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26 Feb 2020 | 06:52 AM UTC

India: Death toll in Delhi rises to 21 February 26 /update 38

Death toll rises to 21, 189 wounded as third consecutive night of anti-CAA protests in Delhi turn violent amid religious clashes February 26; avoid all protests as a precaution

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Event

The death toll has risen to at least 21 people and 189 others have been reported injured after a third consecutive night of clashes between opposing groups in north-east Delhi on Wednesday, February 26. According to media sources, the violence - until then occurring between pro and anti-CAA protesters - is degenerating into sectarian clashes between Hindu and Muslim groups in the Muslim-majority neighborhoods of Maujpur, Mustafabad, and Shiv Vihar.

Arvind Kejriwal, Delhi's Chief Minister, described the situation as alarming and demanded the army be called in to put an end to what is considered to be the deadliest violence Delhi has seen in decades.

Police reportedly attempted to disperse the crowds with tear gas and smoke grenades, but protesters were able to tear down metal barricades and set vehicles on fire.

Police are in the process of restoring order, and have implemented emergency laws under section 144 of the Code of Criminal Procedure to prohibit assemblies of three or more people in northeastern Delhi.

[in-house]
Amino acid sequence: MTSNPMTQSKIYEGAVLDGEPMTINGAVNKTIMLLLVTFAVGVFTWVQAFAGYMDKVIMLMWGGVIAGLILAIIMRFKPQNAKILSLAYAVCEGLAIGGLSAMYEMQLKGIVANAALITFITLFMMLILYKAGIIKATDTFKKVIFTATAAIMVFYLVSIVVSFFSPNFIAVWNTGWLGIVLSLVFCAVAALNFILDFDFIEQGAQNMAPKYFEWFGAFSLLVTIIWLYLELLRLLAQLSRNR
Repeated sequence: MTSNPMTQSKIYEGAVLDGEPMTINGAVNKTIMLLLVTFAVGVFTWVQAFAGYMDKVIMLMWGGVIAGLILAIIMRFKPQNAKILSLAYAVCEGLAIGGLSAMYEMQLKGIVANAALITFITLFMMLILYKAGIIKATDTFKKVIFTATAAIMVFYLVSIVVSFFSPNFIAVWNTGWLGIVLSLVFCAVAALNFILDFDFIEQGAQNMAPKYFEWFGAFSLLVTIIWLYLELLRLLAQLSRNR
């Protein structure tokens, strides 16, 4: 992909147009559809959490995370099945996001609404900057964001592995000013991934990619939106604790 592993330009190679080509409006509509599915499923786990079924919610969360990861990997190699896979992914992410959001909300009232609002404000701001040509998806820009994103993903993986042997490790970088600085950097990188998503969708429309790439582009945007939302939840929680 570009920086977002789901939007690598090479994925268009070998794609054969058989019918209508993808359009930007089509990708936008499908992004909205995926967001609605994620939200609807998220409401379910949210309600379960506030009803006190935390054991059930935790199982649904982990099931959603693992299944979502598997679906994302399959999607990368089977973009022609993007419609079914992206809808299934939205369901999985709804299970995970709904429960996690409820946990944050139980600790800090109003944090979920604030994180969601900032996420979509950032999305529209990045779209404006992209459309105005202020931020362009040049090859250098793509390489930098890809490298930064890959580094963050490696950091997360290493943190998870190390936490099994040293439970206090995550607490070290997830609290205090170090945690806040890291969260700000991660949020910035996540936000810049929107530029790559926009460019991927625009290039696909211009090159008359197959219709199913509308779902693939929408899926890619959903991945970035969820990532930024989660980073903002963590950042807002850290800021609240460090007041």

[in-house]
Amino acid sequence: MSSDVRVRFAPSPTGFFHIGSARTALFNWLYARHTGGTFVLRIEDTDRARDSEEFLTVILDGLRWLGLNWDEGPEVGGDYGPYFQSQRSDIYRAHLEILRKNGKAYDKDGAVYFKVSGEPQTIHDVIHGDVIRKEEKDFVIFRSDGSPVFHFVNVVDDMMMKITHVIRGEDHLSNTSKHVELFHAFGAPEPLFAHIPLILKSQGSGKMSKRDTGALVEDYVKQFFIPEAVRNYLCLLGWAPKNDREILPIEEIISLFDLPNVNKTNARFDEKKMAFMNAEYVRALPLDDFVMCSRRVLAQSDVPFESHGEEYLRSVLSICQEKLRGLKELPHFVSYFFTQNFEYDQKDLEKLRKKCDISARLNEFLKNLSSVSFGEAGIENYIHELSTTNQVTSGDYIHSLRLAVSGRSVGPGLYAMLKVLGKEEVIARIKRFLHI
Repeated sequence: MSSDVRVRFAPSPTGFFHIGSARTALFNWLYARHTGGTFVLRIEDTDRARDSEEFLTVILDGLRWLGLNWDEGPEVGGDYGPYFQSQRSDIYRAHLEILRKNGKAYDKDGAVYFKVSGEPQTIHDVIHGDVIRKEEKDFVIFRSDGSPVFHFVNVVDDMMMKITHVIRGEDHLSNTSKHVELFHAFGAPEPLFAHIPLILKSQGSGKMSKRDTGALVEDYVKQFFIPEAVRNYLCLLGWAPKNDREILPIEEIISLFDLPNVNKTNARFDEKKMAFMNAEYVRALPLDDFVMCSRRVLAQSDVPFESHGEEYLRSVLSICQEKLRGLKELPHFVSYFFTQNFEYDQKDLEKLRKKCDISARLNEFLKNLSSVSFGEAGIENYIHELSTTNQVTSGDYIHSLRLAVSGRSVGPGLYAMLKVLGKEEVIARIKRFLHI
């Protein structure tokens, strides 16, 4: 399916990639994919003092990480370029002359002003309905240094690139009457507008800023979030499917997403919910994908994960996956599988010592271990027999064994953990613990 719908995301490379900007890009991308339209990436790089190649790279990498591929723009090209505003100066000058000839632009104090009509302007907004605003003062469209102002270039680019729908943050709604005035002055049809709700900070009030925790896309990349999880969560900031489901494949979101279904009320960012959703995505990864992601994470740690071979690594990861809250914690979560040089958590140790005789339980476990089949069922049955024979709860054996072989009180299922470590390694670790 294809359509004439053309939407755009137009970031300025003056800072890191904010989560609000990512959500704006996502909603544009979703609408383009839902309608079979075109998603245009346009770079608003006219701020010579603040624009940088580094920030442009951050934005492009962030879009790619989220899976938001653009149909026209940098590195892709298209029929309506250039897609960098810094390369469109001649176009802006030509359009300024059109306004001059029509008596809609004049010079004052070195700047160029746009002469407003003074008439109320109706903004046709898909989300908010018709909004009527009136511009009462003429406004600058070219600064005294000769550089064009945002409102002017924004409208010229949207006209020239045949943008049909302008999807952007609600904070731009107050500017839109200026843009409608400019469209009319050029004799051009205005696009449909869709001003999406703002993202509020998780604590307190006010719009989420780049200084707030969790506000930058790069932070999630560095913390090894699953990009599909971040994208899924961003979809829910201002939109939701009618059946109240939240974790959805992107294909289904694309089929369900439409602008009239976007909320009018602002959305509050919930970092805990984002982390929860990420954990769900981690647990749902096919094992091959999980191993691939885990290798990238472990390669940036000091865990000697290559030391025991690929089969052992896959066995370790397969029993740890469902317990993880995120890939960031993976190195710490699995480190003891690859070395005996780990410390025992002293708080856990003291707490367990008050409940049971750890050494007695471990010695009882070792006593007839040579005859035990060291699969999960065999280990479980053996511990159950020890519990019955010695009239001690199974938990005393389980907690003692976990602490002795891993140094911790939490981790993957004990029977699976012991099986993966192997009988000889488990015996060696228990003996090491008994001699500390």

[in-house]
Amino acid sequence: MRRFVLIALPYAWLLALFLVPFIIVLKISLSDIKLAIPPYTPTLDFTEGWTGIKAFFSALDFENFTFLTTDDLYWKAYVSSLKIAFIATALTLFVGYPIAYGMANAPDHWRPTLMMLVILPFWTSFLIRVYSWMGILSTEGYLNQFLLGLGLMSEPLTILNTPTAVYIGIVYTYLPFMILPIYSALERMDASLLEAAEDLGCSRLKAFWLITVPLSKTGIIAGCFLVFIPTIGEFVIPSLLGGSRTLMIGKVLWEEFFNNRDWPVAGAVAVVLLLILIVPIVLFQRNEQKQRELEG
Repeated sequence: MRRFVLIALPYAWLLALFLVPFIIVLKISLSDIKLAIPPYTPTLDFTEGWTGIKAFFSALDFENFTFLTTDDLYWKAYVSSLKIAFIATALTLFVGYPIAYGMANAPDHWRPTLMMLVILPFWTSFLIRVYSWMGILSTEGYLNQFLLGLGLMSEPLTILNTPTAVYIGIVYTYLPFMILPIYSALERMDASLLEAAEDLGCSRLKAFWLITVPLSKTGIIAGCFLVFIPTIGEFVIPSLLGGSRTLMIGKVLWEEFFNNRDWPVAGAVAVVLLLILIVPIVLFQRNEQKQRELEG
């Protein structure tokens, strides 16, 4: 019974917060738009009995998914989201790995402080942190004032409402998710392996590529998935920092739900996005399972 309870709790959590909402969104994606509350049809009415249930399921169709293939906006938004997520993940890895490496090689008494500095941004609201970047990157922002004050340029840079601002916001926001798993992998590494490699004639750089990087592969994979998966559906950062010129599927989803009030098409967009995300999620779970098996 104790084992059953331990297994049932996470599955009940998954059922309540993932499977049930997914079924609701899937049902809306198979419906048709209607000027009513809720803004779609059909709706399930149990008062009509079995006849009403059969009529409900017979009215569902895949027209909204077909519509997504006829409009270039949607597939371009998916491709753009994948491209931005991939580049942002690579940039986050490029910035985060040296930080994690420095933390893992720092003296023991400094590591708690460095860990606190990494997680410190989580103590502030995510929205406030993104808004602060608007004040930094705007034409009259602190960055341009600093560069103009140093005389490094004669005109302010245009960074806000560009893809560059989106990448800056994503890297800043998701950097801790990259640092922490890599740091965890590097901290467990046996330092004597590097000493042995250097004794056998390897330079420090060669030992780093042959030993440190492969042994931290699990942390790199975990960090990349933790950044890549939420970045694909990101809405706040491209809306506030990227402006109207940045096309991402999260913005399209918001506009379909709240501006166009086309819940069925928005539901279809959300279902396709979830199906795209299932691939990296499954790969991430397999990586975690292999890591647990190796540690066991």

Several schools and at least five metro stations in the Delhi area remain closed as of Wednesday due to the ongoing violence. Further protests are possible throughout India over the coming days.

A heightened security presence and disruptions to transportation, business, and telecommunications are to be expected in the vicinity of all protests over the coming days. Violent clashes between rival protesters and police are likely.

Context

The Citizenship Amendment Act (CAA) seeks to provide citizenship to non-Muslim minorities fleeing religious persecution in Pakistan, Bangladesh, and Afghanistan. In conjunction with the National Register of Citizens (NRC), activists claim that it specifically seeks to target Indian Muslims. The NRC aims to identify illegal immigrants by requiring individuals to prove their citizenship based on specific documentation prior to a certain cut-off date. On November 20, Home Minister Amit Shah said that the NRC will be implemented nationwide. Opponents of the CAA argue that it isolates Muslim Indians by favoring all non-Muslim religious minorities who may fail to qualify for the NRC but will nonetheless be assured citizenship. The CAA has also received opposition - particularly in several northeastern states - due to fears that it will encourage an influx of immigrants that will affect the ethnic balance.

India's supreme court refused to strike down the law on January 22, prompting further protests. At least 30 people have been killed in clashes between police and protesters, and police officers have arrested hundreds of demonstrators since December 11.

Advice

Individuals in India are advised to monitor developments, avoid all protests and demonstrations as violence may flare up without warning, and prepare for widespread disruptions to transportation, business, and telecommunications in protest-affected areas. If a demonstration is organized without warning, individuals are advised to refrain from crossing roadblocks, take shelter in a safe place, and avoid taking pictures. Travelers should adhere to all instructions issued by local authorities (especially if curfews are enforced) and their home governments.